A lot can happen in 310 million years. That’s the length of time, the phylogenetic distance, which separates humans and chickens from our most recent common ancestor [1].

In that time our immune systems, and proteomes in general, have diverged considerably and it is precisely because of this that chicken antibodies—IgY specifically—are so useful; a fact increasingly recognised and utilized by the research community.

The reason for this is that the phylogenetic distance magnifies the subtle differences in homologous protein sequences more than is seen between different mammals. For example, there is only a single amino acid different between human and porcine insulin, but seven different amino acids between human and chicken insulin.

When a chicken is immunised with a mammalian antigen these differences result in a broader range of epitopes being recognised than would be by an immunised mammal; the antigen is more ‘foreign’. The result is increased immunogenicity and specificity of response.

This was exploited in a recent proof of concept study published in the Journal of Proteome Research [2]. In the search for disease biomarkers, of prognostic and diagnostic value, the large number of high and medium abundance proteins in human plasma can ‘mask’ potential biomarkers in low abundance proteins. This usually requires time consuming, costly sample preparation and analysis methods. Due to the high sequence homology between mammals immune-depletion has typically been seen to be of limited use.

To overcome this limitation, chickens were immunised with fractions of human plasma from an ion exchange column. The resulting ‘anti-human plasma’ polyclonal IgY was used to prepare an affinity-purified antibody column. Using this column they ‘ultra-depleted’ human plasma samples, allowing the team to identify 39 low abundance proteins not seen using other techniques; they could see ‘see far more deeply’ into the human plasma proteome.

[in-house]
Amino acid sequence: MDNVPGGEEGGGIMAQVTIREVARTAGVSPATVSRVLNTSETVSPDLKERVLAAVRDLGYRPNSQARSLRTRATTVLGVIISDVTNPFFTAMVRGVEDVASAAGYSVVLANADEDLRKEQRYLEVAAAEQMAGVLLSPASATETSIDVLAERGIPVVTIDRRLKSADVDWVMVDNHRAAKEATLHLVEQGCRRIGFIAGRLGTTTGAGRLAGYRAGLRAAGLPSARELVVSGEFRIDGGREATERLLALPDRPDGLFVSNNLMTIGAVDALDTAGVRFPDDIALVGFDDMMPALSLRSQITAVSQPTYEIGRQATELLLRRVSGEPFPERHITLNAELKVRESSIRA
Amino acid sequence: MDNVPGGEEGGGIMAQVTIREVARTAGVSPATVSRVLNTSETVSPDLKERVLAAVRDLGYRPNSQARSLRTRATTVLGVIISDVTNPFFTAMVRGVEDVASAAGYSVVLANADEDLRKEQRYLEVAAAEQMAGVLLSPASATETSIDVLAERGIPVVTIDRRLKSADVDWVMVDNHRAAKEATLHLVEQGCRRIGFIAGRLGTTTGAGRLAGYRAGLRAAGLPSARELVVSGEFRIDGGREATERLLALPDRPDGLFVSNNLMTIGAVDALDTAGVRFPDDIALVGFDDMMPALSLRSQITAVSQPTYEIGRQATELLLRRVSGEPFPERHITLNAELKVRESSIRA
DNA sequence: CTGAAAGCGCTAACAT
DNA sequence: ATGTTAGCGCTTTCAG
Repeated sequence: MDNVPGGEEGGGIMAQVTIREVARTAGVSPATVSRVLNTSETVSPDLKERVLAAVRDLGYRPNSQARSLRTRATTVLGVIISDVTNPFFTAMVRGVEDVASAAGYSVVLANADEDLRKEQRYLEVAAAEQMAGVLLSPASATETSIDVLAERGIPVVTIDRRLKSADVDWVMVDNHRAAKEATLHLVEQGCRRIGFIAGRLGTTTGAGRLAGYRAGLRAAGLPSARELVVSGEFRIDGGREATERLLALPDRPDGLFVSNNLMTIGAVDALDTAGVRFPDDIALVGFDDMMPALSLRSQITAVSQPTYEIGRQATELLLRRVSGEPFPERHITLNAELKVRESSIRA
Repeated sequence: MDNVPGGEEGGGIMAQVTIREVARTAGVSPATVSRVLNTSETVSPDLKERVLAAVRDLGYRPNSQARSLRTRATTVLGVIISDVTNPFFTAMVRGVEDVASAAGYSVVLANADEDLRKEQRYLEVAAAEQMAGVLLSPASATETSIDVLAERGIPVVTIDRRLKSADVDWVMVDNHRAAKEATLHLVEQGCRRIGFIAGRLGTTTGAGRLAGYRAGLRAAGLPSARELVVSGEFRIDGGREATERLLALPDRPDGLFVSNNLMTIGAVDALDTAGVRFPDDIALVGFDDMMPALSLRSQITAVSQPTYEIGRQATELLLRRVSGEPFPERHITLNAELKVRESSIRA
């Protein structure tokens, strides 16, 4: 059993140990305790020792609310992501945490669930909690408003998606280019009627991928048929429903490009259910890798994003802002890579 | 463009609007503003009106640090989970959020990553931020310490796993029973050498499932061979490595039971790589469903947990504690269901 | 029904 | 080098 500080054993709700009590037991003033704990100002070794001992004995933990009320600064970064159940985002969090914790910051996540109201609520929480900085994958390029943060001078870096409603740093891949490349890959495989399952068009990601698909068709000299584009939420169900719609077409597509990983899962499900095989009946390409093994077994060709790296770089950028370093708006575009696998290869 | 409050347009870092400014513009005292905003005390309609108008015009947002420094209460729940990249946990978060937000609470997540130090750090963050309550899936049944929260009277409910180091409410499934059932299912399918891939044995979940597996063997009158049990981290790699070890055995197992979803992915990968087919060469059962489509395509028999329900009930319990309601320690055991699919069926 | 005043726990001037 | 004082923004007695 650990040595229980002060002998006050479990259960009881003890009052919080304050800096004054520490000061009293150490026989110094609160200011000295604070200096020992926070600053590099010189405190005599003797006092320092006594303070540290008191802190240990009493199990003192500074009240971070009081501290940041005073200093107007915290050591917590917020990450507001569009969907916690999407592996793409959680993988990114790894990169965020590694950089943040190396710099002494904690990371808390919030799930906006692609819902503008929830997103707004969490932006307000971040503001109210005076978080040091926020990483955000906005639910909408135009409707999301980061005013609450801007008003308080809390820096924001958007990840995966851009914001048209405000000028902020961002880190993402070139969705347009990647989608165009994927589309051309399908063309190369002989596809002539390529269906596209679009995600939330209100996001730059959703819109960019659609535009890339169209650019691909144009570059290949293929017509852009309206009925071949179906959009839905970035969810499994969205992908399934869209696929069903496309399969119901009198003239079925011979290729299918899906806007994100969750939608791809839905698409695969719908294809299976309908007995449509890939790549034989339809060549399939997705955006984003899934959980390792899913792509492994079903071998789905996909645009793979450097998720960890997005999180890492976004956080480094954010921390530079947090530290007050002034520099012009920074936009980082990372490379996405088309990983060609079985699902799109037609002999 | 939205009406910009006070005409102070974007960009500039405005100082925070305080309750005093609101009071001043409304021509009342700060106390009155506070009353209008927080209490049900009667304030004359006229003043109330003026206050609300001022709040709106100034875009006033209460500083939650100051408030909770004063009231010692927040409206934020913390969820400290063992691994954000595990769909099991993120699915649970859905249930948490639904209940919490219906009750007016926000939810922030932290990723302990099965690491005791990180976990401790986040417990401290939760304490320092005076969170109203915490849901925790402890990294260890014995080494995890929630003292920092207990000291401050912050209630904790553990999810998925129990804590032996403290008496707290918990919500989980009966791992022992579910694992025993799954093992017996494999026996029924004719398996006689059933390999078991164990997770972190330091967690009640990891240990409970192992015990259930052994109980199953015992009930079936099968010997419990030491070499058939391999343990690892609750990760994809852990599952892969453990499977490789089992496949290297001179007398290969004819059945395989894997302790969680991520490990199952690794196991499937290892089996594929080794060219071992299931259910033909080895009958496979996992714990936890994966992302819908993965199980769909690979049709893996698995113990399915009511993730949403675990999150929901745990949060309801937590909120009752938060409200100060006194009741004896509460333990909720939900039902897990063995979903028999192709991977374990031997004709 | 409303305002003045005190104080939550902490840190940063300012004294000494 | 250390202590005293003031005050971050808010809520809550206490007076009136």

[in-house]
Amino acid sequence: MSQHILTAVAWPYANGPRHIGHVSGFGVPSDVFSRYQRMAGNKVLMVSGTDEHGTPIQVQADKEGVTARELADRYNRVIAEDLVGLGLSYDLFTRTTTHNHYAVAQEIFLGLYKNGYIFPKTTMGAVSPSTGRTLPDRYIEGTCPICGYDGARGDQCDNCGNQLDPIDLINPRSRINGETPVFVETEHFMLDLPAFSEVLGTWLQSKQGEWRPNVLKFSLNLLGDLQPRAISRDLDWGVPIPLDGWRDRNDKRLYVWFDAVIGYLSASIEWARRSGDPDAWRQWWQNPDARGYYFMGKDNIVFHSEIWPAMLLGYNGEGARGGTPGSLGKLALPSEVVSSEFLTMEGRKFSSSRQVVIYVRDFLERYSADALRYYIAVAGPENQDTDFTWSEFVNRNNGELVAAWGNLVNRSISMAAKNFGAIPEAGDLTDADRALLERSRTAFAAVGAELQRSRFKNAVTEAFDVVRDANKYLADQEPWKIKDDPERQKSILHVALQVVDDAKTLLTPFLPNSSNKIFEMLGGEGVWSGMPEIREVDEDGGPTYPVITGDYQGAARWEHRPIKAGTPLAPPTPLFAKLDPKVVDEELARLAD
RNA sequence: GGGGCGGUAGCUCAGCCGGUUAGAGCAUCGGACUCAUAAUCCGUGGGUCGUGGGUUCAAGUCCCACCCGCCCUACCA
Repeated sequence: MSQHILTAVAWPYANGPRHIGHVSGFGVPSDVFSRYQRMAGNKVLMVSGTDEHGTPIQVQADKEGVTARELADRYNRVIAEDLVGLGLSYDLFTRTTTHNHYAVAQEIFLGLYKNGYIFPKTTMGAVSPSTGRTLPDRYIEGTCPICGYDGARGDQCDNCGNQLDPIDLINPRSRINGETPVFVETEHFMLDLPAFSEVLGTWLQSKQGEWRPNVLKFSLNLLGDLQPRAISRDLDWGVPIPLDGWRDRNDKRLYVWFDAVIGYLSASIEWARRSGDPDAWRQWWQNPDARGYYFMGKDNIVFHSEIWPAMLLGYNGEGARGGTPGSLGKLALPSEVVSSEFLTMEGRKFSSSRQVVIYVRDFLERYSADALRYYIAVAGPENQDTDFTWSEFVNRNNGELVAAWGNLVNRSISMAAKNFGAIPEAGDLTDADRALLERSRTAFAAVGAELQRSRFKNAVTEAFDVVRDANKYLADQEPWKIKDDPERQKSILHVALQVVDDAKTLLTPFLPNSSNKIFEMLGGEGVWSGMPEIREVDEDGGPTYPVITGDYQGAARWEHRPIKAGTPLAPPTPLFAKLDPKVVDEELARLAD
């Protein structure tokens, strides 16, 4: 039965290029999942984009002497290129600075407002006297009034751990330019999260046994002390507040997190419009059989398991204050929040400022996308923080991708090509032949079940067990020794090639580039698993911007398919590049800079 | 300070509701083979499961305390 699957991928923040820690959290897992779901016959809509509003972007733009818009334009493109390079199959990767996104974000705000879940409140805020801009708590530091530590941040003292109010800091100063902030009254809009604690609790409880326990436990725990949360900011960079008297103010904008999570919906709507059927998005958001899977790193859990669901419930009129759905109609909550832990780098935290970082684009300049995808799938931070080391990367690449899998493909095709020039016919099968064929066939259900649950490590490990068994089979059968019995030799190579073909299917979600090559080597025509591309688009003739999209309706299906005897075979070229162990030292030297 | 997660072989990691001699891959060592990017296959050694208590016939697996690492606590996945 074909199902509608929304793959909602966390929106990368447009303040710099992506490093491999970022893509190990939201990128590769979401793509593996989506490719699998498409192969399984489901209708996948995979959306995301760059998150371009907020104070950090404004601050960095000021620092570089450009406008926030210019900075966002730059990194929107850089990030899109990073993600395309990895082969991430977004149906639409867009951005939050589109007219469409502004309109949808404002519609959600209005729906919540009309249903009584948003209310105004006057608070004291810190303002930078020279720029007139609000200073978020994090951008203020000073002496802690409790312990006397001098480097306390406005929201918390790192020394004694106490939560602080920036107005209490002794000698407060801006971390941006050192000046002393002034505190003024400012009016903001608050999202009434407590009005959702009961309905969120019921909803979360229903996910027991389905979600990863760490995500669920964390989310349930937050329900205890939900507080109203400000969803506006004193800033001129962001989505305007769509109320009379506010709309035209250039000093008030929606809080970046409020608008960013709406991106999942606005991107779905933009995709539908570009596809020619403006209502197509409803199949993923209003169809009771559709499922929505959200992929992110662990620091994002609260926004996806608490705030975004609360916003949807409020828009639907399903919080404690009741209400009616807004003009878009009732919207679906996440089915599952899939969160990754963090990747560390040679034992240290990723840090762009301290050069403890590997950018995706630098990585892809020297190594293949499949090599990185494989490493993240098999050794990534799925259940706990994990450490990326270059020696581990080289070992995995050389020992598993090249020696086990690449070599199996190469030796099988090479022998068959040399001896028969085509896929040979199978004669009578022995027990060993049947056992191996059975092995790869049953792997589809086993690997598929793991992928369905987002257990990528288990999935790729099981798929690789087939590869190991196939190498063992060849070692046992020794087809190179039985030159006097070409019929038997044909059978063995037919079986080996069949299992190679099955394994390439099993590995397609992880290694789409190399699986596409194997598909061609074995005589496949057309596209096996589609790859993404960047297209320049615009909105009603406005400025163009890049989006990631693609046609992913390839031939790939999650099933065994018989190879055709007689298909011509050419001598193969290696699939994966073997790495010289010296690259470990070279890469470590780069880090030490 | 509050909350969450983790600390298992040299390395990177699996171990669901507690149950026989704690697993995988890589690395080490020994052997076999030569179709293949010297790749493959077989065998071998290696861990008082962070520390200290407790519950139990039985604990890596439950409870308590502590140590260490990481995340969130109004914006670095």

But it isn’t just increased immunogenicity to conserved mammalian antigens that makes IgY uniquely useful. The structural differences of chicken IgY also offer advantages over traditional antibody production models. IgY still exhibits the same Y-shape as most mammalian antibodies, but with a larger heavy chain region, but it lacks an ‘Fc domain’.

As such they are not able to activate human compliment factors and there is no interaction with mammalian, or bacterial, Fc receptors or endogenous anti-Fc antibodies [3]; the most commonly known being rheumatoid factor (RF). Depending on the intended use of an assay such as ELISA or flow cytometry based assays—particularly for assays in a clinical setting—RF can confound results. IgY can allow this limitation to be overcome [4].

The unique characteristics of IgY, while decreasing background signals, can also increase the potential sensitivity and specificity of many immunological assay types. A recent study published in the Journal of Clinical Chemistry [5] compared an ELISA utilizing IgY to an assay using a rabbit polyclonal antibody to measure KLK- 6—implicated in diseases such as cancer and multiple sclerosis.

They found that the sensitivity of the assay could be improved by an order of magnitude over the more commonly used rabbit polyclonal, down to 30 fmol. In addition to this they found that, in contrast to the rabbit antibody, the IgY showed no cross reactivity to other cellular proteins or recombinant KLK’s; even though they were polyclonal, they were still more specific.

Though this post doesn’t cover all of the unique features that make chicken a desirable host option for antibody production, it can be said that IgY, with its unique potential for high specificity against mammalian proteins and resistance to the limitations of more traditional antibody host species, while not new, is increasingly gaining traction in the research community, and with good reason.

References

 

  1. International Chicken Genome Sequencing Consortium. Sequence and comparative analysis of the chicken genome provide unique perspectives on vertebrate evolution. Nature. 2004 Dec 9;432(7018):695-716. Erratum in: Nature. 2005 Feb 17;433(7027):777. PubMed PMID: 15592404.
  2. Tan SH, Mohamedali A, Kapur A, Baker MS. Ultradepletion of Human Plasma using Chicken Antibodies: A Proof of Concept study. J Proteome Res. 2012 Oct 22. [Epub ahead of print] PubMed PMID: 23082986.
  3. Larsson A, Sjöquist J. Chicken IgY: utilizing the evolutionary difference. Comp Immunol Microbiol Infect Dis. 1990;13(4):199-201. PubMed PMID: 2076606.
  4. Larsson A, Karlsson-Parra A, Sjöquist J. Use of chicken antibodies in enzyme immunoassays to avoid interference by rheumatoid factors. Clin Chem. 1991 Mar;37(3):411-4. PubMed PMID: 2004449.
  5. Sotiropoulou G, Pampalakis G, Prosnikli E, Evangelatos GP, Livaniou E. Development and immunochemical evaluation of a novel chicken IgY antibody specific for KLK6. Chem Cent J. 2012 Dec 5;6(1):148. PubMed PMID: 23216878.